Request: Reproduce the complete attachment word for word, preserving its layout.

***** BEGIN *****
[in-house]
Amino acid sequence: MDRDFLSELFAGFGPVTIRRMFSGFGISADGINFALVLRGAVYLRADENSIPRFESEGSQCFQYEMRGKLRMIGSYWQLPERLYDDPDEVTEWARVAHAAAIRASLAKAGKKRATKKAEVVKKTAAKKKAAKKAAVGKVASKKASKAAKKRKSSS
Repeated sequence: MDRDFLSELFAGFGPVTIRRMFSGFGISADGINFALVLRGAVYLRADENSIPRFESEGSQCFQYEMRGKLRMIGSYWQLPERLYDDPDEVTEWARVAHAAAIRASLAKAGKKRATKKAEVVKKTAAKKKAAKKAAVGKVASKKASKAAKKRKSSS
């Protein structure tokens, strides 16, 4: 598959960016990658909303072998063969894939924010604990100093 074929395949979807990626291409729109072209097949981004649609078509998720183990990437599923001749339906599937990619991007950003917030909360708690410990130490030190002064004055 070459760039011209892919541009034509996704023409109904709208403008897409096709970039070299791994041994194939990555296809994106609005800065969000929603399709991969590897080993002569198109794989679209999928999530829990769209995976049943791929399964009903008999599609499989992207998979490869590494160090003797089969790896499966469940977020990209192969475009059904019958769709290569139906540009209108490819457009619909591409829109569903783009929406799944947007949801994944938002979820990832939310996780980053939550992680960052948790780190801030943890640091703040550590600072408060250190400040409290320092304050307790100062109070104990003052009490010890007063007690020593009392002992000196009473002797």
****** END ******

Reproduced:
[in-house]
Amino acid sequence: MDRDFLSELFAGFGPVTIRRMFSGFGISADGINFALVLRGAVYLRADENSIPRFESEGSQCFQYEMRGKLRMIGSYWQLPERLYDDPDEVTEWARVAHAAAIRASLAKAGKKRATKKAEVVKKTAAKKKAAKKAAVGKVASKKASKAAKKRKSSS
Repeated sequence: MDRDFLSELFAGFGPVTIRRMFSGFGISADGINFALVLRGAVYLRADENSIPRFESEGSQCFQYEMRGKLRMIGSYWQLPERLYDDPDEVTEWARVAHAAAIRASLAKAGKKRATKKAEVVKKTAAKKKAAKKAAVGKVASKKASKAAKKRKSSS
């Protein structure tokens, strides 16, 4: 598959960016990658909303072998063969894939924010604990100093 074929395949979807990626291409729109072209097949981004649609078509998720183990990437599923001749339906599937990619991007950003917030909360708690410990130490030190002064004055 070459760039011209892919541009034509996704023409109904709208403008897409096709970039070299791994041994194939990555296809994106609005800065969000929603399709991969590897080993002569198109794989679209999928999530829990769209995976049943791929399964009903008999599609499989992207998979490869590494160090003797089969790896499966469940977020990209192969475009059904019958769709290569139906540009209108490819457009619909591409829109569903783009929406799944947007949801994944938002979820990832939310996780980053939550992680960052948790780190801030943890640091703040550590600072408060250190400040409290320092304050307790100062109070104990003052009490010890007063007690020593009392002992000196009473002797």